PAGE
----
In 1891, Tesla unveiled one of his most important inventions, the "Tesla coil," a high-frequency transformer capable of creating very high voltage at low current. He built several variations of his invention.
Tesla coils are displayed as attractions at science museums and electronics fairs, and are used to demonstrate principles of high frequency electricity in science classes in schools and colleges.
Since they are simple enough for an amateur to make, Tesla coils are a popular student science fair project, and are homemade by a large worldwide community of hobbyists. Builders of Tesla coils as a hobby are called "coilers". They attend "coiling" conventions where they display their home-made Tesla coils and other high voltage devices. Low-power Tesla coils are also sometimes used as a high-voltage source for Kirlian photography
How it works
The power source is hooked up to the primary coil. The primary coil's capacitor acts like a sponge and soaks up the charge. The primary coil itself must be able to withstand the massive charge and huge surges of current, so the coil is usually made out of copper, a good conductor of electricity. Eventually, the capacitor builds up so much charge that it breaks down the air resistance in the spark gap. Then, similar to squeezing out a soaked sponge, the current flows out of the capacitor down the primary coil and creates a magnetic field.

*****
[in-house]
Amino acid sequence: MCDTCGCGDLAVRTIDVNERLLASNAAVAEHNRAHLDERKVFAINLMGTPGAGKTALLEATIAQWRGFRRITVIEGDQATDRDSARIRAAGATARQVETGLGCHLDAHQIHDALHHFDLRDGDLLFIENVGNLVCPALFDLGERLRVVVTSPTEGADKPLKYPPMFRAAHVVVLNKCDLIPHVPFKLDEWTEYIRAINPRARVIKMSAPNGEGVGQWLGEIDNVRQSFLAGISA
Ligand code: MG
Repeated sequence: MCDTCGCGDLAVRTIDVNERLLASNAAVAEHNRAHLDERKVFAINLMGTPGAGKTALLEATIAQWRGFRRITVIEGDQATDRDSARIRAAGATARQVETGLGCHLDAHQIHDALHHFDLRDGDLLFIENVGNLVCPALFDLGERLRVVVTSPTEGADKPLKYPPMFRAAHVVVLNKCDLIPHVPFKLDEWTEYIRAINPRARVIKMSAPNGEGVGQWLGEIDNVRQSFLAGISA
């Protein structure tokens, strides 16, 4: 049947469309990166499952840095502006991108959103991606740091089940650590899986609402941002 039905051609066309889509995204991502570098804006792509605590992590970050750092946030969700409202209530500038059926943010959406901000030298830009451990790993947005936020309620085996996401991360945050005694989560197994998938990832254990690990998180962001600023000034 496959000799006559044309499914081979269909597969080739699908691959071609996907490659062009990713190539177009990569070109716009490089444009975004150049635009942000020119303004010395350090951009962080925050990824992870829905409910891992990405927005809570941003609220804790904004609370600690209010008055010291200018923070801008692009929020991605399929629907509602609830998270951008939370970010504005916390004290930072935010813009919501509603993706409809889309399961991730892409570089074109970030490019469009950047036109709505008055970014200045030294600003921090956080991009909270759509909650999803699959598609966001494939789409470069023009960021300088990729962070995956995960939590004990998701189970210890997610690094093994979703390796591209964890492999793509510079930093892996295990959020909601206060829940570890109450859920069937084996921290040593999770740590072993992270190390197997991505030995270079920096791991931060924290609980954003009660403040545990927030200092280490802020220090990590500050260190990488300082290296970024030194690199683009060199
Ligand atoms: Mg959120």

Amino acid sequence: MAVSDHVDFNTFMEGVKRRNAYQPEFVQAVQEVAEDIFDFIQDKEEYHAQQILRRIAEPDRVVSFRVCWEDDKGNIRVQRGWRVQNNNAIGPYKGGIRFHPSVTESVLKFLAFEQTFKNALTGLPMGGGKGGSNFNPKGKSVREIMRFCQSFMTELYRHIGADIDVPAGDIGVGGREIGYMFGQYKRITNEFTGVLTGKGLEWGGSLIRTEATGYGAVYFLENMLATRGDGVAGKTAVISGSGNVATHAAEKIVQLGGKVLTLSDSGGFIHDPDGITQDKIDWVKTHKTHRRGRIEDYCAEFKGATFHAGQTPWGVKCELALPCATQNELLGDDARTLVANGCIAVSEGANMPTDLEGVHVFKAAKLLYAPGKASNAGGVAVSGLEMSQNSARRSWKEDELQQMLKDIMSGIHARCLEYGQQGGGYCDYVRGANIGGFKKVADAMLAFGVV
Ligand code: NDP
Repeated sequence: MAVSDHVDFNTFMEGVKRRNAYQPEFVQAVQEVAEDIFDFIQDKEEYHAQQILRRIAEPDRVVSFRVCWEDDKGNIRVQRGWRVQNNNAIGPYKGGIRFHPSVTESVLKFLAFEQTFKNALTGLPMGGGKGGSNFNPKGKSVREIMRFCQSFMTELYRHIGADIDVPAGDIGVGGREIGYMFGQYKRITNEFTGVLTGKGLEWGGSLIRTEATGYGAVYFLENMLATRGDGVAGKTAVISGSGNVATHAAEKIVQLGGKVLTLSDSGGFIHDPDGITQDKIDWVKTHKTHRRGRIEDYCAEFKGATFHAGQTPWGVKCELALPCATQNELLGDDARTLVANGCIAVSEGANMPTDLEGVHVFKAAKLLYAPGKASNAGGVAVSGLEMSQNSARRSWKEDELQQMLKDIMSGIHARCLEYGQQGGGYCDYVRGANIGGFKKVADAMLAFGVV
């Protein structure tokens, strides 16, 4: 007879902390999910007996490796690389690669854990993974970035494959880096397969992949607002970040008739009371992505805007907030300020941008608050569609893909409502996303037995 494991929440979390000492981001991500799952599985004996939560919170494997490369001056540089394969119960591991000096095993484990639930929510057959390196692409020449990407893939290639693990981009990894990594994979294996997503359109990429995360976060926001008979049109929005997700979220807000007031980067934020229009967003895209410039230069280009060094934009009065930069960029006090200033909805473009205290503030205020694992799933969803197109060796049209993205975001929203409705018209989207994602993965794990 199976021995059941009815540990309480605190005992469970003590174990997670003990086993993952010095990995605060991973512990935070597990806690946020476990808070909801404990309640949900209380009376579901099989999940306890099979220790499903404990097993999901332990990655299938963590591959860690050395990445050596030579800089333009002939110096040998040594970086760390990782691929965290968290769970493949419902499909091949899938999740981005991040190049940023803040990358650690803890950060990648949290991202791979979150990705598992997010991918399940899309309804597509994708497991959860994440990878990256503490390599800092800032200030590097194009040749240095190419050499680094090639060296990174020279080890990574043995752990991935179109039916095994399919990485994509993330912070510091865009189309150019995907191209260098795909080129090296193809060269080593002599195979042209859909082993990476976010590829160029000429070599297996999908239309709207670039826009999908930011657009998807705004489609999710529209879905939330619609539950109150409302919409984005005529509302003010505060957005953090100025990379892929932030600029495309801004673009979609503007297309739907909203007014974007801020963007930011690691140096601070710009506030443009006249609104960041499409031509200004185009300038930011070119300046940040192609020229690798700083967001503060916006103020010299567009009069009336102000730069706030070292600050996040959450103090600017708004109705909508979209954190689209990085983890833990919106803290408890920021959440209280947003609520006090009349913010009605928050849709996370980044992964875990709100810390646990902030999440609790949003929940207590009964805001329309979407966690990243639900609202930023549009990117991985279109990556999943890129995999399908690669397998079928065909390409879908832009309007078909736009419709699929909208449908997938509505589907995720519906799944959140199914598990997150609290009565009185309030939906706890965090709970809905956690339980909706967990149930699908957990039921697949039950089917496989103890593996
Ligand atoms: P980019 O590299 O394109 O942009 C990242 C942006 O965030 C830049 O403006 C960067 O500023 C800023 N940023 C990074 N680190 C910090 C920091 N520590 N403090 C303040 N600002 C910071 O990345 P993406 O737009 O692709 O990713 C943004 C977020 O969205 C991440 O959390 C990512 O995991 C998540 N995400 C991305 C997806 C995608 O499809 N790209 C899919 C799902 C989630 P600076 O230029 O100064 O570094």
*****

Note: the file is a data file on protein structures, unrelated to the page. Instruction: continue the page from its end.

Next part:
The massive amount of energy makes the magnetic field collapse quickly, and generates an electric current in the secondary coil. The voltage zipping through the air between the two coils creates sparks in the spark gap. The energy sloshes back and forth between the two coils several hundred times per second, and builds up in the secondary coil and capacitor. Eventually, the charge in the secondary capacitor gets so high that it breaks free in a spectacular burst of electric current.
An erroneous explanation for the absence of electric shock that has persisted among Tesla coil hobbyists is that the high frequency currents travel through the body close to the surface, and thus do not penetrate to vital organs or nerves, due to an electromagnetic phenomenon called.
The high voltage radio frequency (RF) discharges from the output terminal of a Tesla coil pose a unique hazard not found in other high voltage equipment: when passed through the body they often do not cause the painful sensation and muscle contraction of electric shock , as lower frequency AC or DC currents do. The nervous system is insensitive to currents with frequencies over 10 – 20 kHz. It is thought that the reason for this is that a certain minimum number of ions must be driven across a nerve cell 's membrane by the imposed voltage to trigger the nerve cell to depolarize and transmit an impulse. At radio frequencies, there is insufficient time during a half-cycle for enough ions to cross the membrane before the alternating voltage reverses. The danger is that since no pain is felt, experimenters often assume the currents are harmless. Teachers and hobbyists demonstrating small Tesla coils often impress their audience by touching the high voltage terminal or allowing the streamer arcs to pass through their body.
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